Course examines President Obama’s ‘pragmatic’ philosophy
April 30, 2009
by Will Dube
Follow RITNEWS on Twitter
A new course in the departments of English and philosophy is examining the life and philosophy of President Barack Obama and how they have affected his leadership and public policies. The class uses Obama’s memoirs and his public speeches as well as other writings to enhance understanding of the man, his motivations and how he is likely to act as president.
“Barack Obama’s political philosophy is often described as ‘pragmatic’ but that can mean a lot of things,” notes John Capps, associate professor of philosophy, and one of the creators of the course. “By placing him in a broader philosophical context we can see better how his pragmatism is grounded in specific ideals and principles and how these then guide his decisions.”
“Obama is one of the few presidents who has produced a significant body of writing, including multiple memoirs, prior to becoming president,” adds Babak Elahi, associate professor of English, who is teaching the class with Capps. “This provides a large body of work for review both to better assess his political philosophy and to study his writing style and how he has used it to promote his ideas.”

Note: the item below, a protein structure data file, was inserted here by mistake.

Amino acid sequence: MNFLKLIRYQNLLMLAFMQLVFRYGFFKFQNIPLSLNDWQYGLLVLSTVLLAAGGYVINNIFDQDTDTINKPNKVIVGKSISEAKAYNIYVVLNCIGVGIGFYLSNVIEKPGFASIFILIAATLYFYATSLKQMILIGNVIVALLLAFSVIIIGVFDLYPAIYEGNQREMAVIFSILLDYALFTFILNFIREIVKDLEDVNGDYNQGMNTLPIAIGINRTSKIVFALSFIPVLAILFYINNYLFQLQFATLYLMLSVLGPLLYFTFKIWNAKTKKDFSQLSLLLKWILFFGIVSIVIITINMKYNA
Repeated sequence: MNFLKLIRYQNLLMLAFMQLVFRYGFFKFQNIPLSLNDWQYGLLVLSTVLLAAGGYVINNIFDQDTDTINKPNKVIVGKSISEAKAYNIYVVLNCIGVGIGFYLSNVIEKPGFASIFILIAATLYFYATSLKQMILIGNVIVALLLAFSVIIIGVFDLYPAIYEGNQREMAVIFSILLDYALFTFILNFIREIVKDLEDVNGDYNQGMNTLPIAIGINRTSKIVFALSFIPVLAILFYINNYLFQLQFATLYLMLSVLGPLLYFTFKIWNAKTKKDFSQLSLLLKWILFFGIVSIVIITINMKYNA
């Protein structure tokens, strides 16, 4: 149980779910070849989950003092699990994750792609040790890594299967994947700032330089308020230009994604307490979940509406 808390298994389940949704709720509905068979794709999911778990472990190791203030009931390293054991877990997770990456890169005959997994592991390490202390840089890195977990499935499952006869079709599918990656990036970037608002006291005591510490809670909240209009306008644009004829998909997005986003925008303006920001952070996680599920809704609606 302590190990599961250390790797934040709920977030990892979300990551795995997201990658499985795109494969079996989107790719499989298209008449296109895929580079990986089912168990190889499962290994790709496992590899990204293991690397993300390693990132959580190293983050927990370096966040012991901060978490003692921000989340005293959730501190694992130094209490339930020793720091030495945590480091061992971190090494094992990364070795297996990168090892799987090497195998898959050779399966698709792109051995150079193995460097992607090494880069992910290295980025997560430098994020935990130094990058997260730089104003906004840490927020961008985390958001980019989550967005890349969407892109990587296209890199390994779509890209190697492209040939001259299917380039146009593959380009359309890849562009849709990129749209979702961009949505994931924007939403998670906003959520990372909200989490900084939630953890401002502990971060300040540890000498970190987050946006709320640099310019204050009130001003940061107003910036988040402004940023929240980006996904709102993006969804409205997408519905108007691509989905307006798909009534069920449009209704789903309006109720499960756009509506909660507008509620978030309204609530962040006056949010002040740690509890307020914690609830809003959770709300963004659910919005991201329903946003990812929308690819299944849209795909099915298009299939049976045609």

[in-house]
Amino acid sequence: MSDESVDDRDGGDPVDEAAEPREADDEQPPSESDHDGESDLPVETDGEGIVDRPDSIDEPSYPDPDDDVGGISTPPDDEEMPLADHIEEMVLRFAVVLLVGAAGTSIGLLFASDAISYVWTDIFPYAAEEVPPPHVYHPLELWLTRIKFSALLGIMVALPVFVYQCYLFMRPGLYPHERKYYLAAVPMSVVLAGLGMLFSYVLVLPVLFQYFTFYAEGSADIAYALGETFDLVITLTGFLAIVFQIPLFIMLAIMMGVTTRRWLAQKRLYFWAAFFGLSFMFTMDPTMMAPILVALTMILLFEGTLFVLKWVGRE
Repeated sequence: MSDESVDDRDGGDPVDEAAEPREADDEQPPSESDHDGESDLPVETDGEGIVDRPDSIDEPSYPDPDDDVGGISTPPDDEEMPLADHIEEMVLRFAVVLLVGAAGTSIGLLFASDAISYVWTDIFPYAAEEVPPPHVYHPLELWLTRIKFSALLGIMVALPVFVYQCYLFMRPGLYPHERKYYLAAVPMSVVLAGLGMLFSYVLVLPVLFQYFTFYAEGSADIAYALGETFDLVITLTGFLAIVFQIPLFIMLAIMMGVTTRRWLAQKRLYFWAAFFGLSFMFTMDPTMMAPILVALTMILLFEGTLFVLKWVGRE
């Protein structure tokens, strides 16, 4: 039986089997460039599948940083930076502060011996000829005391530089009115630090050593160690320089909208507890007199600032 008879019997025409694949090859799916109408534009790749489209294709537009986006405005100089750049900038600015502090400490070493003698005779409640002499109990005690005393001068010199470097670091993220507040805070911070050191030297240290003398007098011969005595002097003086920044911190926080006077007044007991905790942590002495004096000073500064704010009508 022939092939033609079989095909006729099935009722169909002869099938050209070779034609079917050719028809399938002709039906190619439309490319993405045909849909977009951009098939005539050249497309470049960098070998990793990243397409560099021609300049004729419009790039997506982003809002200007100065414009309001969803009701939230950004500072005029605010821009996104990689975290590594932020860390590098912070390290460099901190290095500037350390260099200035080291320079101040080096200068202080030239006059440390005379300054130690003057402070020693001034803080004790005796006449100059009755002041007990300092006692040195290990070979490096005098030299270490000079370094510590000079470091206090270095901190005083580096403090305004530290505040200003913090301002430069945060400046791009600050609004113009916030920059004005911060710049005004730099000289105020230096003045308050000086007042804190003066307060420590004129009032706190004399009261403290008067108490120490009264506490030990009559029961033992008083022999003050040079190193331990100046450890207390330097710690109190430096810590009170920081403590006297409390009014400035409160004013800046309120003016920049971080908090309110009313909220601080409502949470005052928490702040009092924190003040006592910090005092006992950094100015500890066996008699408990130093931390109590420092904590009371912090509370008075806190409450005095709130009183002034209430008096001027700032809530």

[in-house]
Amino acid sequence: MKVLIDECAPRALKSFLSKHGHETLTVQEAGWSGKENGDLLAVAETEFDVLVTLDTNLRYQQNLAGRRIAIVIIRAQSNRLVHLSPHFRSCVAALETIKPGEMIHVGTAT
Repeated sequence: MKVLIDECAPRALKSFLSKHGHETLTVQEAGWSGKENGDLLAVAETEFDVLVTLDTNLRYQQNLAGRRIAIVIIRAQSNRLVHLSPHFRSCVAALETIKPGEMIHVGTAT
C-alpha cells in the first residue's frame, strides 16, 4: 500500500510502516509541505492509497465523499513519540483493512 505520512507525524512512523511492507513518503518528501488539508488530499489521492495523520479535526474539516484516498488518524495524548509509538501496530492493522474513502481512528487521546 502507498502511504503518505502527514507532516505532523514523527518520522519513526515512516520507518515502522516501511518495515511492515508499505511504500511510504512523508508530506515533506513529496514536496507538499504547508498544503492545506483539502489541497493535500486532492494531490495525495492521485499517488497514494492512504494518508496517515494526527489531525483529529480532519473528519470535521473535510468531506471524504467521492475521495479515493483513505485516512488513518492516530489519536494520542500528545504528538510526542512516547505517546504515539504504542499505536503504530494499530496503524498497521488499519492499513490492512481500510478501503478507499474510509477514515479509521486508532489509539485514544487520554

The class focuses on Obama’s writings as well as other authors such as W.E.B DuBois, Malcolm X, Richard Rorty and William James. Capps and Elahi have also invited speakers to provide first-hand accounts of Obama’s decision making in action. Recently they were joined by phone by Bill Burton, White House deputy press secretary, and Jon Favreau, Obama’s head speech writer. Obama is a storyteller at heart, they said, who makes his decisions based on the facts and common sense.
Both professors hope the class will provide students with more insight into how personal political philosophies develop and how they are actually implemented as public policies, while also providing a deeper understanding of Obama and his influences.
“Whether you agree with Obama’s politics or not, he is a compelling and important political figure. Studying his philosophical and literary influences helps us understand how he became president, how he understands himself, and what he is likely to do over the next several years,” adds Capps.